Drawing lines…

Yesterday, I posted this on my Facebook page: “There’s nothing worse than a whiny 14-year-old.” When there were 31 comments within minutes, I realized immediately that a) I’m not alone, and b) that my comment posted in frustration definitely struck a nerve with other moms.

So what do we do when our kids start whining?  Whether they are 4 or 14?

I don’t have all the answers on this one, but I’ll share with you what I did yesterday.  I drew a line.  A boundary line.  And I clearly communicated expectations for the future.

Everyone was gone yesterday except me and said child.  So I told him we were taking a ride.  I had two coupons for a free frozen drink at a fast food restaurant that we cashed in. Sitting in the restaurant, I took out a pen and paper and together we brainstormed almost 20 activities he can do when he is bored.

Now I won’t let you think he was excited about this conversation.  He was reluctantly participating.

After discussing his activity options when he is bored, I stated clearly to him that I would not tolerate the words, “I’m bored,” or a whiny tone, and if I heard them again there would be a consequence.   I mean that…100%.

One thing I’ve learned over the years is that parenting reactively is quite ineffective. Parenting proactively is far more effective.  Removing ourselves from the home setting and establishing boundaries outside of conflict was part of my effort at being more proactive than reactive.

Dealing with this took me back to when my kids were little.  I found that if I clearly set expectations for my kids, they were more likely to rise to them.  If I didn’t set expectations, I dealt with more misbehavior.  For instance, when we pulled in the grocery store parking lot and I informed my kids–before they were ever out of their car seats–where I expected them to ride in the shopping cart and whether this was a “candy or no-candy in the check-out aisle” shopping trip, made all the difference in how they behaved in the store.  When the expectations were clearly communicated, I had better behaved kids.  And even if they misbehaved after setting the expectation, then I didn’t hesitate doling out a consequence because I knew that they knew what was expected.

When we parent proactively we lead our kids, setting the standards we expect them to rise to.   If you think about it, parenting is all about leadership, really.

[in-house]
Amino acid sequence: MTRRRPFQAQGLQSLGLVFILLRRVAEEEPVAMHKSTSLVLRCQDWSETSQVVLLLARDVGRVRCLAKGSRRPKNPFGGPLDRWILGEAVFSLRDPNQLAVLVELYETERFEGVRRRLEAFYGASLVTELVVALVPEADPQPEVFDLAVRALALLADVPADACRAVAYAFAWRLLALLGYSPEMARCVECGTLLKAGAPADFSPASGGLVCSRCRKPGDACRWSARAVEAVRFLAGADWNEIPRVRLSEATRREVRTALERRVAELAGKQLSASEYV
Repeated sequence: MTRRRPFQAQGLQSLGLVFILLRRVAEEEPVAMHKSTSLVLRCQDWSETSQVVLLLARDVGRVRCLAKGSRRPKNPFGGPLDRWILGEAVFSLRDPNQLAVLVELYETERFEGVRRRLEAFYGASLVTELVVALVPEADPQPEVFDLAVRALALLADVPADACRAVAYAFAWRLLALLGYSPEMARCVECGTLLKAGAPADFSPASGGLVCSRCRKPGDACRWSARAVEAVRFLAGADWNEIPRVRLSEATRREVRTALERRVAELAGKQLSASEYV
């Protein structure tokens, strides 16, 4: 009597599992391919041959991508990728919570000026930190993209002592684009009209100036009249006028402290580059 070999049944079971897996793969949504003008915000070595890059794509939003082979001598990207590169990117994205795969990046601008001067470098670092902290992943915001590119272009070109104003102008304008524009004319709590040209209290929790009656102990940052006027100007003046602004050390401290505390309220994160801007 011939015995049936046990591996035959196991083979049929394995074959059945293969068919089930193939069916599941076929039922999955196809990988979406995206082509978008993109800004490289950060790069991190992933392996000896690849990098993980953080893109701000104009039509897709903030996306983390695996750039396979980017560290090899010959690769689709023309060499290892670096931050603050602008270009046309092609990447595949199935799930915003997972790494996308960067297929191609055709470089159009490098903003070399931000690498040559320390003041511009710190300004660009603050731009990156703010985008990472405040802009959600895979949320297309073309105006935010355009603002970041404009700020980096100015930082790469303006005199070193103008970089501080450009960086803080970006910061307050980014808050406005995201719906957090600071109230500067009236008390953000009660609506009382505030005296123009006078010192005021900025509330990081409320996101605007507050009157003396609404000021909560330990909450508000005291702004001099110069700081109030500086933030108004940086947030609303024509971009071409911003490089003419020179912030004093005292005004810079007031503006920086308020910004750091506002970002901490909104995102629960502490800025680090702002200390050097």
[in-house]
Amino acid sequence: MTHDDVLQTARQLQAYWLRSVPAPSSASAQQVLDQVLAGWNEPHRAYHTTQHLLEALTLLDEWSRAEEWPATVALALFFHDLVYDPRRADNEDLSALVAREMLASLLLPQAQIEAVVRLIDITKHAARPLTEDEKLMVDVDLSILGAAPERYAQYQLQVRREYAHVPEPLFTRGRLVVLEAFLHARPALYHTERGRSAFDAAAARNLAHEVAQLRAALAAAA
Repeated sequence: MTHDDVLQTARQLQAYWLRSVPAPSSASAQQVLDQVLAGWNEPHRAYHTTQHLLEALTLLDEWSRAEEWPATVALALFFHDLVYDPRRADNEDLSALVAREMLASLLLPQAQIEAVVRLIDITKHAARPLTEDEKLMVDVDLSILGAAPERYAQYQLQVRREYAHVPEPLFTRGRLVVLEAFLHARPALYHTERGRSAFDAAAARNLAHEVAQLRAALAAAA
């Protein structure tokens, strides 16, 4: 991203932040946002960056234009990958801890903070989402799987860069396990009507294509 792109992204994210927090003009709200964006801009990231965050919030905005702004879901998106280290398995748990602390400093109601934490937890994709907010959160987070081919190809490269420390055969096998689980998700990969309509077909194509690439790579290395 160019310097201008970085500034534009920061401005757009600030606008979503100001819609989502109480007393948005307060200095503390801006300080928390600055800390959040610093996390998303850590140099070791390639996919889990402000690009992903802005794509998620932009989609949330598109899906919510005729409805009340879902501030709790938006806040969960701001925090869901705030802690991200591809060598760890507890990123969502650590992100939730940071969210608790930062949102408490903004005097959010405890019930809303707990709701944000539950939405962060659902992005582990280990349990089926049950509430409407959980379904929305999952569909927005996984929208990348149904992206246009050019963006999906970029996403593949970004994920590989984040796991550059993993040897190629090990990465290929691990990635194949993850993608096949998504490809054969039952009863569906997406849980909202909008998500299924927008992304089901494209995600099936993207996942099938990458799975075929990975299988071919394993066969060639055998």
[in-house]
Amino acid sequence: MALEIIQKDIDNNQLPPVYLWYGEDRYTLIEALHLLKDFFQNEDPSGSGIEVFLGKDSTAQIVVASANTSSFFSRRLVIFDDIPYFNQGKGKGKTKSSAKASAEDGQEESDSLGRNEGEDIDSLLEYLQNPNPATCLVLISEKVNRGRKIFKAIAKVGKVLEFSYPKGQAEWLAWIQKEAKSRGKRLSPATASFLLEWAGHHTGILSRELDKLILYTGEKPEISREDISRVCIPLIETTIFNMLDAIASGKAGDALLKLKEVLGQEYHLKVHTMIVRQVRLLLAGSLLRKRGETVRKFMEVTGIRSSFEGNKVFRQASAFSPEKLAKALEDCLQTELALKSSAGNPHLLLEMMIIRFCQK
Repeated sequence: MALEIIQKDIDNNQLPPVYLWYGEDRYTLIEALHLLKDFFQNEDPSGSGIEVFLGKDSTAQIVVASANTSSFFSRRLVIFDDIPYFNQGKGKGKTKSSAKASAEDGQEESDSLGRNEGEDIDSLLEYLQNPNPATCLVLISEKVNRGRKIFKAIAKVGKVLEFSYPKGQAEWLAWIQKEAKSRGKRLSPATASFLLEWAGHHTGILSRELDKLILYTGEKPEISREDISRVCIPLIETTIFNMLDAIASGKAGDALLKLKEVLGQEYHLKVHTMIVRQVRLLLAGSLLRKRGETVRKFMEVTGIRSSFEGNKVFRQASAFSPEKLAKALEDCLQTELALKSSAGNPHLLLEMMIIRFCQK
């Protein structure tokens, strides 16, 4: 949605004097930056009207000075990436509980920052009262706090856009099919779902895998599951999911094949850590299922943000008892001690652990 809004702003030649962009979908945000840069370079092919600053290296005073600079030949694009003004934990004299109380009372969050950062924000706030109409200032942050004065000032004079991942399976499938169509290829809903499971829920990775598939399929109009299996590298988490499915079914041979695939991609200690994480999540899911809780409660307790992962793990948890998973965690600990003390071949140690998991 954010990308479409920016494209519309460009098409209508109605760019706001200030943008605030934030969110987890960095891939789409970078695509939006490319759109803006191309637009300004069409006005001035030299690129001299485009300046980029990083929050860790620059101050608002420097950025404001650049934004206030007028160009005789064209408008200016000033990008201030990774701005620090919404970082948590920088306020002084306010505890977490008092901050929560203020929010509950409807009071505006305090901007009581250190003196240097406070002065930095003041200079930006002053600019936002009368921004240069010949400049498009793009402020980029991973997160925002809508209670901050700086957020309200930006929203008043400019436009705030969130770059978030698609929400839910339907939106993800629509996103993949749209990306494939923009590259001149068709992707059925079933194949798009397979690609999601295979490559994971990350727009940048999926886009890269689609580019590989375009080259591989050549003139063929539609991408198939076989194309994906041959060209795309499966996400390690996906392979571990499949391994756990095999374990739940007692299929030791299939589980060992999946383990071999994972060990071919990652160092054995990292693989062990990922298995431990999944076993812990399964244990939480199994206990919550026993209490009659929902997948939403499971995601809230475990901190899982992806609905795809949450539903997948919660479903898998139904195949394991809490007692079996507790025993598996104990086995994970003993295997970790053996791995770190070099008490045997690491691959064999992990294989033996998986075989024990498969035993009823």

How about you?  How do you lead your kids proactively, rather than respond reactively?


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7 thoughts on “Drawing lines…

  1. Yesterday was first day of summer vacation and I already heard “I’m bored” too (ages 8 & 9). I told them that bored would not be an option all summer, they had to use their brain and figure out things they could do this summer. I suggested they make a list of ideas then make a ‘spinner’ with all the ideas on it. They used an old beatup school folder to cut out circle for the spinner board – they had a lot of fun making them and now they now have like 30 ideas of things to do this summer. I agree – clear expectations up front makes a huge difference!

  2. Thanks for being real with us. But what consequences can we employ? Five kids and fifteen years of parenting, and i’m outta ideas (but do need to up the ante around here — my kids are getting lazy about obedience among other things). Help!

  3. OMGosh!! Love it!!! After raising 7 other teens I have to agree! They are all adults now with children of their own and I love to see them meeting up to our values and expectations of them. However, I have one daughter left…the 8th child…(she’s 14 as of yesterday). A friend sent me your link after I posted, “I have several teen girls and they’re screaming” Thanks for the reminder that boundaries are important and no matter what age your child is…if you give them boundaries and expectations they will appreciate it when they are raising your grandchildren! God bless! Diana Joy

  4. Great post! What do you do to be proactive with an almost 4 year old. Whining is so constant right now and so is the disrespectful tone. How much would she understand at this point?? I’d love to sit her down and make up a list etc. Any suggestions? I have none!! It would also help when her 3 triplet siblings begin this behavior!


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